- Release Date (NA): January 20, 2022
- Release Date (EU): January 20, 2022
- Release Date (JP): January 20, 2022
- Publisher: Dread XP
- Developer: Akabaka
- Genres: Horror, Comedy, Dating Simulator
Love stories are hard to tell nowadays. Not only have people been telling love stories for eons, but we're bombarded with them constantly; even if it's not the main focus, it seems like nearly every Hollywood movie has a love story shoehorned in somewhere. They're just white noise at this point. One of the few spins on it that can cut through the noise are stories about people falling for someone who at first seems bad for them, someone who might even be dangerous. These situations usually have a strong foundation to their conflict that's inherent to the relationship, which makes it interesting to navigate. The paradoxical pursuit of someone dangerous makes the relationship feel unique and worth exploring. And most importantly, to help emphasize the mismatch, there'll be a lot of importance placed on how this relationship changes those involved, which makes it easier to understand their attraction and get invested in whether or not it works out.
All this is to say that Sucker for Love: First Date, an anime dating sim visual novel about dating Cthulhu, is one of the most interesting takes on a love story in a long time. First Date is an expanded remake of a minigame in the horror anthology collection Dread X Collection II, and though it's one of the most memorable entries in the collection, it doesn't stand out as one that could be easily expanded. (For those interested in demoing the game, you can download the minigame on its own for free here.) The first game, which is more or less recreated here as the first chapter, deals with a man who sees an Eldritch abomination in his dreams and becomes obsessed with it, working to summon his new deity...so that he can kiss it. It's a funny premise, with the Outer God, Ln'eta, acting as some confused mix of an anime girl and a Lovecraftian nightmare. That contradiction is the entire joke of the first chapter, that she's immediately in control of the situation and ready to shatter reality on a whim, yet still gets flustered when you try to kiss her.
Yet the second chapter finds a real character in her. Don't get me wrong, she's a stereotype, but, well, she's actually two opposing stereotypes, and the character work done to reconcile that contradiction makes her come to life. She's still a Great Old One, indifferent to humanity's suffering, but she also cares about the player character. I think most people, at one time or another, have felt disillusioned with people as a whole, even while caring for individuals, so it's easy to identify with that, and, really, how could she not end up caring about this guy who not only sold out his reality to meet her, but mutilates himself in ritualistic sacrifice? Of course, while her love can be genuinely sweet, it never feels disconnected from who she is by also being creepy, possessive, and threatening. It's also hard to overstate the heavy lifting done by Michaela Laws, Ln'eta's voice actor. Laws' performance perfectly captures both sides of Ln'eta, oscillating between sickly sweet and coolly detached, or even straddling that line when Ln'eta's motives are murkier. A good performance can go a long way in bringing out the humanity of a character, and, improbably, I sympathized with Ln'eta and understood her perspective (as much as a human can understand anything about an Outer God without going insane, anyway).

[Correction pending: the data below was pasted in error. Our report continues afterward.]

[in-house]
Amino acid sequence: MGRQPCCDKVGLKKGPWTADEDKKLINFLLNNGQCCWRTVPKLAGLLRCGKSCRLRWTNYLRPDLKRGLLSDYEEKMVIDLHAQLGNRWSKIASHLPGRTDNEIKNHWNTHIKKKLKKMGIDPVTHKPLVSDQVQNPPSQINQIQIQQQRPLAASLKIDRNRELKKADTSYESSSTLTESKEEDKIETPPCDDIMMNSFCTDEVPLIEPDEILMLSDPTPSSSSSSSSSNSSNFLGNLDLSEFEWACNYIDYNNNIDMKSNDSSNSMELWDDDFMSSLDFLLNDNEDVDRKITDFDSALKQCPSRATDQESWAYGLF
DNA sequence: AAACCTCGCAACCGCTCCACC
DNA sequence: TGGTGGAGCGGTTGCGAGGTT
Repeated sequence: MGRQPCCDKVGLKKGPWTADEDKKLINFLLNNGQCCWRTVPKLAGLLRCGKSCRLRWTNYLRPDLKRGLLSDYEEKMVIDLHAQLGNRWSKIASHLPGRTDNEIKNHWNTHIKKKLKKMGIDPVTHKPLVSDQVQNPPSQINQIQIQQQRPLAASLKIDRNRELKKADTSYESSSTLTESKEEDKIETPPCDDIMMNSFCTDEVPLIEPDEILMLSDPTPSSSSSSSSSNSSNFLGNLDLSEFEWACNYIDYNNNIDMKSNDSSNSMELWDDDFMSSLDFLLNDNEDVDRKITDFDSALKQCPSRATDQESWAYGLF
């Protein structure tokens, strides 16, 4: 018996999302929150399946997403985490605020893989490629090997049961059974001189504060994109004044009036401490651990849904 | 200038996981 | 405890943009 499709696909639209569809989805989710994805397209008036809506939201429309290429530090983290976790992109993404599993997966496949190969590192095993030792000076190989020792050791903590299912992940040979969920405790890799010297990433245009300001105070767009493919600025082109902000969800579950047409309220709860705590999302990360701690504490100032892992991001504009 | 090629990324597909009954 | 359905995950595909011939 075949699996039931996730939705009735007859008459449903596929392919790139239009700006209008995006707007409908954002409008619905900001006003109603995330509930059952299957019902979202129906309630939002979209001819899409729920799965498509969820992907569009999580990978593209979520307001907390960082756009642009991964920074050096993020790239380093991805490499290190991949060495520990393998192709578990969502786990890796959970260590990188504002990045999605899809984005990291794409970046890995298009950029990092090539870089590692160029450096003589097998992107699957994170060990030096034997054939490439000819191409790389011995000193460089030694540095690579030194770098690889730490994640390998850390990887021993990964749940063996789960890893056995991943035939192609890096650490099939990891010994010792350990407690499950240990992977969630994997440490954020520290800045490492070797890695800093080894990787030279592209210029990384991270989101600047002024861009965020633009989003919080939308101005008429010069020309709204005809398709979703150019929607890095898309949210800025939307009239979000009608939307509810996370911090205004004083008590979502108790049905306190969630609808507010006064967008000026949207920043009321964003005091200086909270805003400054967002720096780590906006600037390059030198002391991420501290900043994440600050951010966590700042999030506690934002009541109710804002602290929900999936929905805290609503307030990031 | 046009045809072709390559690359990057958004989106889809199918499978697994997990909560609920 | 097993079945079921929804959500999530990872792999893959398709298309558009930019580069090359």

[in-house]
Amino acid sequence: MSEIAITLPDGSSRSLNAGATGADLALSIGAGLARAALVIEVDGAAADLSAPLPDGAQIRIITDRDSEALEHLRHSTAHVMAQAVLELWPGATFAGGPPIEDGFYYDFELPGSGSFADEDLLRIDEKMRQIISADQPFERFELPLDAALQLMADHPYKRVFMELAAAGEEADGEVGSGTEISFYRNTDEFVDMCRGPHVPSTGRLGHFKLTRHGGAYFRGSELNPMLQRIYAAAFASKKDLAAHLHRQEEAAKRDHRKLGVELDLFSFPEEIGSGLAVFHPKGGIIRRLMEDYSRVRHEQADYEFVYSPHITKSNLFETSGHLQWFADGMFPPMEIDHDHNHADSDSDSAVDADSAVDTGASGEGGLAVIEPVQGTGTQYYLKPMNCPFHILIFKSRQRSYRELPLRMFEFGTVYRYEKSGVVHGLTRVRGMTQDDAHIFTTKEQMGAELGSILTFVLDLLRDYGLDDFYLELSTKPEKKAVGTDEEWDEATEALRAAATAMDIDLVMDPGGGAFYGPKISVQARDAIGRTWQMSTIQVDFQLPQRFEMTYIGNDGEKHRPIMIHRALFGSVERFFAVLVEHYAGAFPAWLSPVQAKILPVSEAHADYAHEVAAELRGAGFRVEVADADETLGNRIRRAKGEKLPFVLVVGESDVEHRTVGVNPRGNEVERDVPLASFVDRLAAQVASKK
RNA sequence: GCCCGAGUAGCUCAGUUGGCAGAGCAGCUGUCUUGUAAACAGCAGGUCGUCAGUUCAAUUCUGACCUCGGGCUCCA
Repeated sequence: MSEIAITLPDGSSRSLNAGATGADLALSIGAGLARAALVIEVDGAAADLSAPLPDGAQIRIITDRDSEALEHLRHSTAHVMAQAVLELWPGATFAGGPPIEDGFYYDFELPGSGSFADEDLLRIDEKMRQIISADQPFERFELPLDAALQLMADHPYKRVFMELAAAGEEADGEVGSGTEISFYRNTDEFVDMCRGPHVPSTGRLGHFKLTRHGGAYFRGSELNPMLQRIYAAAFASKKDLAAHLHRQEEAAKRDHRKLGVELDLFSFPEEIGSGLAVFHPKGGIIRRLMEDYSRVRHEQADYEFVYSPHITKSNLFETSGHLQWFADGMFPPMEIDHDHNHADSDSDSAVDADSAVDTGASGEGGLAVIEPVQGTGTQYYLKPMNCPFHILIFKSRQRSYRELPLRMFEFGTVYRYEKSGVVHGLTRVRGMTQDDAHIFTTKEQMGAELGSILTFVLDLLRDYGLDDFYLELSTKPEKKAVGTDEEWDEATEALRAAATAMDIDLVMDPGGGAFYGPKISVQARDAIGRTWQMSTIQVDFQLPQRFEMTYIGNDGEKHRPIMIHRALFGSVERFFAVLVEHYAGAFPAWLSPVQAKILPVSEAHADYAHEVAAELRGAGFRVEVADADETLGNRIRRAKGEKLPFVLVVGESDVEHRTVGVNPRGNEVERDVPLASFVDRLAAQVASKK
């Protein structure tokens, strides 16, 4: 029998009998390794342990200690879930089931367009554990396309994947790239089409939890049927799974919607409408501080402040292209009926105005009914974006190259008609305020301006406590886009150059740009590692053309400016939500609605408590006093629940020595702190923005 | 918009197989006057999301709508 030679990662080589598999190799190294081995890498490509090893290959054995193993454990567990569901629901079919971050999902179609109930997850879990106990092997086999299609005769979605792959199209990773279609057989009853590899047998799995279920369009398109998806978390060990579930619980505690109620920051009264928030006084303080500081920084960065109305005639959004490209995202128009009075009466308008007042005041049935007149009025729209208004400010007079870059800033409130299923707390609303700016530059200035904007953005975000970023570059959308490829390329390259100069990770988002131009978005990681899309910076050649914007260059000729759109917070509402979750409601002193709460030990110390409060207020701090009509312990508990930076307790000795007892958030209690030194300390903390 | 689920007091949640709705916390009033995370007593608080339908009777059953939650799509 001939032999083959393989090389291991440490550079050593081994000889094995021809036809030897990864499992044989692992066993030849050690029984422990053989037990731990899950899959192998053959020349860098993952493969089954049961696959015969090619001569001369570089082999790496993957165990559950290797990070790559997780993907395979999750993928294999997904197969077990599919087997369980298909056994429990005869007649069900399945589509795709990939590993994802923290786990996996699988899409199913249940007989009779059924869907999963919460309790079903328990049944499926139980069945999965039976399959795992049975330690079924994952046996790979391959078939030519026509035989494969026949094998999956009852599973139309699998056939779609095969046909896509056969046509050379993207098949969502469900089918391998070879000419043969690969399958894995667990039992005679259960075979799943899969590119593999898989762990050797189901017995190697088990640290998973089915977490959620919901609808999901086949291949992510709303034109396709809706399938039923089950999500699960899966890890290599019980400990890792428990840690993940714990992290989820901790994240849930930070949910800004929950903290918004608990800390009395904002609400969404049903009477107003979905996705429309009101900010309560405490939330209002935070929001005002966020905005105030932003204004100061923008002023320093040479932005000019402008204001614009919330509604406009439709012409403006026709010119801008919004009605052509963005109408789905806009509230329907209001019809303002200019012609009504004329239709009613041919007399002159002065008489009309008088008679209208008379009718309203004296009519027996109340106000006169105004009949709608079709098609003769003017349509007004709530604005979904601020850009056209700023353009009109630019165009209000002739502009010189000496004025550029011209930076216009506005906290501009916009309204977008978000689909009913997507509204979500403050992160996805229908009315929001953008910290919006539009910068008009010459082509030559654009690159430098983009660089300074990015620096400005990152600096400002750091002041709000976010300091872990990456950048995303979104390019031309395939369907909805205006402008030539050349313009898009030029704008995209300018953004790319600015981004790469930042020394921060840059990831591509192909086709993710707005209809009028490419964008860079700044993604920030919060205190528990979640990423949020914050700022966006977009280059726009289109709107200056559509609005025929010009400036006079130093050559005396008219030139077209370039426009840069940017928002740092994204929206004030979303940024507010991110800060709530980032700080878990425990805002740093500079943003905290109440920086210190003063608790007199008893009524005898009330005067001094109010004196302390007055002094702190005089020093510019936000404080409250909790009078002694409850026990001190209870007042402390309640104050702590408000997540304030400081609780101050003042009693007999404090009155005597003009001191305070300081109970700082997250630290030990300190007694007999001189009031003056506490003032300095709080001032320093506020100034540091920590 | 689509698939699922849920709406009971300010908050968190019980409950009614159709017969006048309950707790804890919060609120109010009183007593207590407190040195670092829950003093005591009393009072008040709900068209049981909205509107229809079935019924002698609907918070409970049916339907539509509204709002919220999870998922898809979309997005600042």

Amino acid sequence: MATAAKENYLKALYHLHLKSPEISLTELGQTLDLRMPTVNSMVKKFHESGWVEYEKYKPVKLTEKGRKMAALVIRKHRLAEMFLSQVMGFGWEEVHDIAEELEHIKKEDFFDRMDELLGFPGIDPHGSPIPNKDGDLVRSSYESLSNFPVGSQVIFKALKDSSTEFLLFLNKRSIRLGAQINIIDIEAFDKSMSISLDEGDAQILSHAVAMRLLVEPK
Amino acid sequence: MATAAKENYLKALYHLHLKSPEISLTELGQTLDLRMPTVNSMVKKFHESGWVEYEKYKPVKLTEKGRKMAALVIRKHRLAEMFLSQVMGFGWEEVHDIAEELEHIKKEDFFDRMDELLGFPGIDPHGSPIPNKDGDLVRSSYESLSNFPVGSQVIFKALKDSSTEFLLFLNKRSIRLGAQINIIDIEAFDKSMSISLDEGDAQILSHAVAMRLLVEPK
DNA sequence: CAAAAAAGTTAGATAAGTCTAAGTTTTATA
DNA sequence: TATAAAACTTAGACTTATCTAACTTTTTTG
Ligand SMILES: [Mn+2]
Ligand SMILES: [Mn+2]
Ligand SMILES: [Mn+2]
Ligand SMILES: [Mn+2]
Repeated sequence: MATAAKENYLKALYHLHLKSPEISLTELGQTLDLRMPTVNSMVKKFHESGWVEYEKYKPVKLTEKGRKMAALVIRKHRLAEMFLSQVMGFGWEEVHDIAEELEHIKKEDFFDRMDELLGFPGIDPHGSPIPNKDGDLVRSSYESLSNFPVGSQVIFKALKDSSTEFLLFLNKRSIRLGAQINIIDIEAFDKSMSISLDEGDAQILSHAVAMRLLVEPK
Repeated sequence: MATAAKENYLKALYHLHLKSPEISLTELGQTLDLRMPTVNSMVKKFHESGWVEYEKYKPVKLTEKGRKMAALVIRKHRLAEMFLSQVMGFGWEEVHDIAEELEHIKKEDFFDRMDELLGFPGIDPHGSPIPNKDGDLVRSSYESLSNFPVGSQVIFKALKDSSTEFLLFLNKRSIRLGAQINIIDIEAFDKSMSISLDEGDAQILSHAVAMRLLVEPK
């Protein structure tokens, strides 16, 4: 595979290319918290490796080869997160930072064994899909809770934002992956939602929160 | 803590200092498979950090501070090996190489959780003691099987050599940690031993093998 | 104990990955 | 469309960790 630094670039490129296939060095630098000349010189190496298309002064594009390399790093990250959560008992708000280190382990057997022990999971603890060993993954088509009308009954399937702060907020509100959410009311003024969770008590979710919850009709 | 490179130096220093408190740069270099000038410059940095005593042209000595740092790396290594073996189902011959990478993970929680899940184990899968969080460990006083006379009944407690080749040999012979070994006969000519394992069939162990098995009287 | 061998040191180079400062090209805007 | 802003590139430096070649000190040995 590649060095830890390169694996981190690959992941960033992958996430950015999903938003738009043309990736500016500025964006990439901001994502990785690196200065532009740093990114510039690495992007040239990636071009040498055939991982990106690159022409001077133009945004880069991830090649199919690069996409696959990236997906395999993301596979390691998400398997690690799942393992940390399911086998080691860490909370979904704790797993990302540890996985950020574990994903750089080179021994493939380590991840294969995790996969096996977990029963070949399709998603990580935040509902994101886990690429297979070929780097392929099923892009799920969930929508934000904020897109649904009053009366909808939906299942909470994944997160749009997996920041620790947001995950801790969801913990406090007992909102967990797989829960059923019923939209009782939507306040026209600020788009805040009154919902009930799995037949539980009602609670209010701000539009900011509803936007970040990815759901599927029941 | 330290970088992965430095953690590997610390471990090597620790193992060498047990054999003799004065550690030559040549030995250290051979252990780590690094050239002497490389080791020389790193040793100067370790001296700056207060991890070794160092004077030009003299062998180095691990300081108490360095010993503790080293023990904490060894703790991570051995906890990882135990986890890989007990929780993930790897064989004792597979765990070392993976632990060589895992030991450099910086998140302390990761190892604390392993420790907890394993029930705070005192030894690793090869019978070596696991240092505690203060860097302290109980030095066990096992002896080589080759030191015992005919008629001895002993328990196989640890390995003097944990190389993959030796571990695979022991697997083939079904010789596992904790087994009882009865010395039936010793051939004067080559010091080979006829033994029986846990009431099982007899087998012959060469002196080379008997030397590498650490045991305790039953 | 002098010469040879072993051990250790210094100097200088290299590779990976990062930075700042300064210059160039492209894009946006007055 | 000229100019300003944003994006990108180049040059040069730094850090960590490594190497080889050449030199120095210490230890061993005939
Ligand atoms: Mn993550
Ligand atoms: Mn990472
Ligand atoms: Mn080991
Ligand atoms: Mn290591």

That authenticity helps Sucker for Love find its comedy-horror tone. While it's primarily a comedy, its comedy is always deeply rooted in this world and this premise. Every joke feels like it could only work in this game, so the jokes (unlike Ln'eta) never break the reality of this world; they actually enhance it. So when the tone shifts from comedy to horror, it doesn't feel jarring, since both are just as true to this world. While the game isn't ever exactly scary, there are tense moments, particularly on the third route, and some of the imagery is definitely disturbing. It also largely succeeds as a comedy, with some outrageous concepts and clever dialogue. Some ideas feel underdeveloped, however. Notably, the promise of a sitcom-style situation where you also try to serve Ln'eta's sister, forcing you to switch between Necronomicons and hide different self-mutilations to keep one from discovering the other, ends up fairly linear and straightforward, not capitalizing on its potential for both manic, wacky comedy and terrifying dread at what would happen if they discovered each other.
But still, that's kind of the most impressive thing about Sucker for Love: First Date. It takes a premise that, while funny, feels a little thin, and manages to mine some terrific content from it, and even leaves enough on the table to the point that I'm still left wanting more.
- Interesting, unique premise
- Terrific vocal performances
- Succeeds as both a comedy and a horror
- Some ideas feel underdeveloped